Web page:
beats in grunge city.
The Baltic Room has always seemed a little out of place in
Seattle’s Capitol Hill neighborhood and maybe even in
Seattle in general. Aiming at Manolos more than Merrells,
the Baltic Room’s attempts at a Sex and the City vibe
often seem a little forced in the punk hipster neighborhood
of a casual, Pacific Northwest city. But maybe Seattle needs
a little chic, because the Baltic Room’s cool, red,
world beat-flavored formula seems to be exhaling a mojito-tinged
breath of fresh air into this neighborhood of wannabe dive
The club’s entrance is relatively unassuming, angling
a bit for that very VIP hole-in-the-wall club atmosphere.
Once inside, however, any such pretense is dropped. The door
leads into an open room with a few tables, largely ignored
by most clubbers unless they are in dire need of seating.
A few steps end in a narrow room containing one booth, a bar
dominated by Chinese lanterns, and a steep staircase that
leads to a balcony and perhaps a hospital trip for many an
overly enthusiastic cosmo connoisseur. The balcony is the
prime seating spot, with cushy booths, tables overlooking
the bar and dancefloor, a small fireplace, and a subtle skylight.
On any given night, you can catch a featured touring DJ or
one of Baltic Room’s regularly scheduled specialty nights,
which include everything from live hip hop to drum ‘n’
bass to downtempo. The Stalkers hung up their flannel in exchange
for a decidedly different kind of night in Seattle.
A group of about six of us decided to check out I Heart Shiva,
a bhangra dance night. One of my friends, who had been before,
reports that the music is fabulous and the crowd, despite
the event’s Monday night scheduling, is usually to capacity
(albeit often populated by sleazoid guys who make the club’s
already small space shrink even more). Monday, however, the
sleazoids and their bhangra-head counterparts are nowhere
to be seen when we arrive. We got there at a humiliating 9:30
in order to take advantage of the “Ladies free before
10” promotion, but well into the hour of ten the dance
floor is looking forlorn. Ever the conscientiously fashionable
partygoers, we remain perched in the balcony, sipping key
lime martinis that taste like a bit of summery heaven.
And it’s actually nice to be able to sit and talk quietly,
especially in a bar that’s usually so crowded that you
can’t tell which is your sweat and which belongs to
the cologne-saturated dude standing on the other side of the
room. Tonight the Baltic Room has sort of a comfortable snootiness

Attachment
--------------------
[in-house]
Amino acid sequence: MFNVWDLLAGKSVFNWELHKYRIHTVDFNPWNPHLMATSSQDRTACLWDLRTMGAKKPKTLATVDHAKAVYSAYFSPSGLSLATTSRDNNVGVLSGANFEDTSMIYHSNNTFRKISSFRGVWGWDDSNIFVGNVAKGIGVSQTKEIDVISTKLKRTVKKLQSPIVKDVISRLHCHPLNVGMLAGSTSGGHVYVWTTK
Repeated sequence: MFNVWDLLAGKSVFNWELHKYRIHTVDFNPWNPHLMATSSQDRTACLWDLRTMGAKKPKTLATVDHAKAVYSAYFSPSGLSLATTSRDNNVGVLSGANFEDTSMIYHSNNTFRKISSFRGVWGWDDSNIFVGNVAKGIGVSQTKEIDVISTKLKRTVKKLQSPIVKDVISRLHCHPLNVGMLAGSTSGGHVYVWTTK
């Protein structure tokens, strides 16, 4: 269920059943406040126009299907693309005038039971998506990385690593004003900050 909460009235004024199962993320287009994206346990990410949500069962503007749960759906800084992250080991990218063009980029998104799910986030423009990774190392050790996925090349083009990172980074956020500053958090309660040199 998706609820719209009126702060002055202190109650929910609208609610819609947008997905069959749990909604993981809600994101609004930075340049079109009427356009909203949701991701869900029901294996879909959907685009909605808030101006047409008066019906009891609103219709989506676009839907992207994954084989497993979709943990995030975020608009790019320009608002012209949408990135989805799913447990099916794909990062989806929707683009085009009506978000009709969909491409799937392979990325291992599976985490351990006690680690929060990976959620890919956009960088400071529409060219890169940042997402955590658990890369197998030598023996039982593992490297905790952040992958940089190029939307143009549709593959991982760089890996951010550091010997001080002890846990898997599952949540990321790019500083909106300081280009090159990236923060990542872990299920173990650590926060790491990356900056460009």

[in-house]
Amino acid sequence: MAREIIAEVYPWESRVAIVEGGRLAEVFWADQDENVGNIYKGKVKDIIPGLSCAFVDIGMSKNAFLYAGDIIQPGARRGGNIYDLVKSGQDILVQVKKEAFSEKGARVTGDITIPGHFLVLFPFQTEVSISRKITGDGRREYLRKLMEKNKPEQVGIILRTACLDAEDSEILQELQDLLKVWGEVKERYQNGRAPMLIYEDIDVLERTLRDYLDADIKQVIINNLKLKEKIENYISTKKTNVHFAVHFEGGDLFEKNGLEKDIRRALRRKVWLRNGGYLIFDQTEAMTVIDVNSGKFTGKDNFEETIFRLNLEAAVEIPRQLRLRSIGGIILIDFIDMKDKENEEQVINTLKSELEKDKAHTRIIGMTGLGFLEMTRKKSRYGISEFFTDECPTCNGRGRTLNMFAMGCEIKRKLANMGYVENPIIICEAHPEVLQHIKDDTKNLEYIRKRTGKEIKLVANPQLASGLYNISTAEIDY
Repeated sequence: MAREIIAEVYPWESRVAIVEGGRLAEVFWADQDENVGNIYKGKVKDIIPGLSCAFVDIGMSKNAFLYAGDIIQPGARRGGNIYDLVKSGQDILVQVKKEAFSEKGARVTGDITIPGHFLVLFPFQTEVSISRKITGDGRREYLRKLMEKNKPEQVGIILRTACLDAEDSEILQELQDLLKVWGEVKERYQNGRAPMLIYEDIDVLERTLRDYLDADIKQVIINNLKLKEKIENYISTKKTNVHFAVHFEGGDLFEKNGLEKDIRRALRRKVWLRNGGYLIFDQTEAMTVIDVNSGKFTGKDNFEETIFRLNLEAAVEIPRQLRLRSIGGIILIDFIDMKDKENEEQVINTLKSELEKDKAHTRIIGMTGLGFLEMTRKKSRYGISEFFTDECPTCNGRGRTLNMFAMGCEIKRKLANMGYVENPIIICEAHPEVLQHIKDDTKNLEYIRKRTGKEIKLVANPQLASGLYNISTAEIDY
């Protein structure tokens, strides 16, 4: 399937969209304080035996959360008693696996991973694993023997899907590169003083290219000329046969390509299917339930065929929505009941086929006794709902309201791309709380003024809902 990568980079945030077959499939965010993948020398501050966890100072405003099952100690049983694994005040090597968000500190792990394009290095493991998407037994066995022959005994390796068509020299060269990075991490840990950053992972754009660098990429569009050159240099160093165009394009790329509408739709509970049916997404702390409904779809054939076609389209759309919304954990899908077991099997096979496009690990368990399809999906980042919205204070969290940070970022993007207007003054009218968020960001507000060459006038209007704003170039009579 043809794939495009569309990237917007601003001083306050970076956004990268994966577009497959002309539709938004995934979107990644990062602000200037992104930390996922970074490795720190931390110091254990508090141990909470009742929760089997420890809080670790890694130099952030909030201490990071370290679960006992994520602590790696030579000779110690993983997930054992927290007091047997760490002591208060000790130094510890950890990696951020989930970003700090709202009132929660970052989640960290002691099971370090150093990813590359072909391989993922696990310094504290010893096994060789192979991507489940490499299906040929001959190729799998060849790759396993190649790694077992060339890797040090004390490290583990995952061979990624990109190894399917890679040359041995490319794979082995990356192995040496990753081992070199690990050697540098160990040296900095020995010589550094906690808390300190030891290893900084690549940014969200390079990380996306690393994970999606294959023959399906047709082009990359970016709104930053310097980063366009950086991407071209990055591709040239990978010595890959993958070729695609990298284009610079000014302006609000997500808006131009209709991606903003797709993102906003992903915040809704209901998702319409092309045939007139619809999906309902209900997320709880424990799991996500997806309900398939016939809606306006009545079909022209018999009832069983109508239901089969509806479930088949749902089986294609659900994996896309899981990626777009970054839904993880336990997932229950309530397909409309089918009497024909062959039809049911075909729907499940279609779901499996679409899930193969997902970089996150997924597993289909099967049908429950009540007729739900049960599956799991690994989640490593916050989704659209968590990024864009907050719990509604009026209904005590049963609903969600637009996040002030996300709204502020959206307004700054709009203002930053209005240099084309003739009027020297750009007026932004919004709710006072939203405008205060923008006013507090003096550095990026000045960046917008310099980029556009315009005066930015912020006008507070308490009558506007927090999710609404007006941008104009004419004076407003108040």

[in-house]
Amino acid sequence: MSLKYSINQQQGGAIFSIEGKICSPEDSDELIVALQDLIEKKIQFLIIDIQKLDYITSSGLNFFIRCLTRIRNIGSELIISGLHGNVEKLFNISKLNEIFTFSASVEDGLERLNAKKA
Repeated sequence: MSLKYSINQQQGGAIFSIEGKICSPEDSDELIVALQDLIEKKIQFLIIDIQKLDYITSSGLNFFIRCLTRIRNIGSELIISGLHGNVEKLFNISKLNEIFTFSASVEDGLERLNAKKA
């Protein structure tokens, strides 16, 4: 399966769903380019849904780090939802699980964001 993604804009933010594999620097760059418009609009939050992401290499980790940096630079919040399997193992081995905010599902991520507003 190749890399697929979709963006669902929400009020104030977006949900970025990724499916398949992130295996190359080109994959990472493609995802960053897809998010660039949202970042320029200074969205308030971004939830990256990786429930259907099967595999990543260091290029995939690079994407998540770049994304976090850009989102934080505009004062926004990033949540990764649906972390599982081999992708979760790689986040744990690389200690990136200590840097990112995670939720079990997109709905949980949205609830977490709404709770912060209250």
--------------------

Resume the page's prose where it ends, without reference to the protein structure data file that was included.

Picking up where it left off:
to it. One friend describes it as “sexy and cozy,”
an odd combination that actually pretty aptly sums it up.
The Baltic Room advertises I Heart Shiva as a “night
of sitar and tabla infused music from India and Southeast
Asia including Bollywood, bhangra, and Asian dub.” The
night I attend, I find the music, while certainly chill and
certainly not abrasive, to be a little uninspired. The DJ’s
sound is augmented by a pair of percussionists (a white dude
on a djembe and a mulleted tablaist) on a rug- and tapestry-bedecked
platform in front of the DJ. While it’s very cool to
have them right next to your shaking booty, neither musician
ever really stands out or adds anything all that fascinating
to the mix. They employ neither the usual tabla rock star
mechanisms nor the crystal-waving neo-hippie vibe. (What?!
Why am I complaining that there wasn’t a crystal-waving
neo-hippie vibe?!) While this lack of showmanship is slightly
disappointing, I guess it’s appropriately mellow, befitting
the DJ’s placid, underdone set.
By about 11:30, about 150 people have hit the club—a
relatively small number for the Baltic Room on an average
night. The dancefloor is comfortably full of girls and boys
trying to think of new ways to incorporate prayer hands and
flowing arms into their moves. While this certainly serves
as a potent reminder of just how embarrassing most white people
are when they dance, the floor has a congenial, carefree vibe
to it that just makes you want to give in and make an ass
of yourself. So we do, searching with our hips and behinds
for our inner spiritual club kid, until one of the aforementioned
sleazoids bullies his way into our inner circle, aggressively
dancing closer and closer to my friend until he’s holding
her hands up and dancing on her. His oh-so-subtle wooing disrupts
the friendly tranquility of the floor, so we head back to
From the balcony, I watch a couple attempt to salsa to a Panjabi
MC remix—they are good enough to make it actually work.
Then the DJ kicks it up a notch, layering the bhangra-ized
“Nightrider” theme and a full Bollywood choral
number under and over Dr. Dre’s “Nuthin’
But a G Thang.” I sit back, sip my crantini, and enjoy
this insistently unposh town’s little oasis of poshness.
—compiled by Rachel Devitt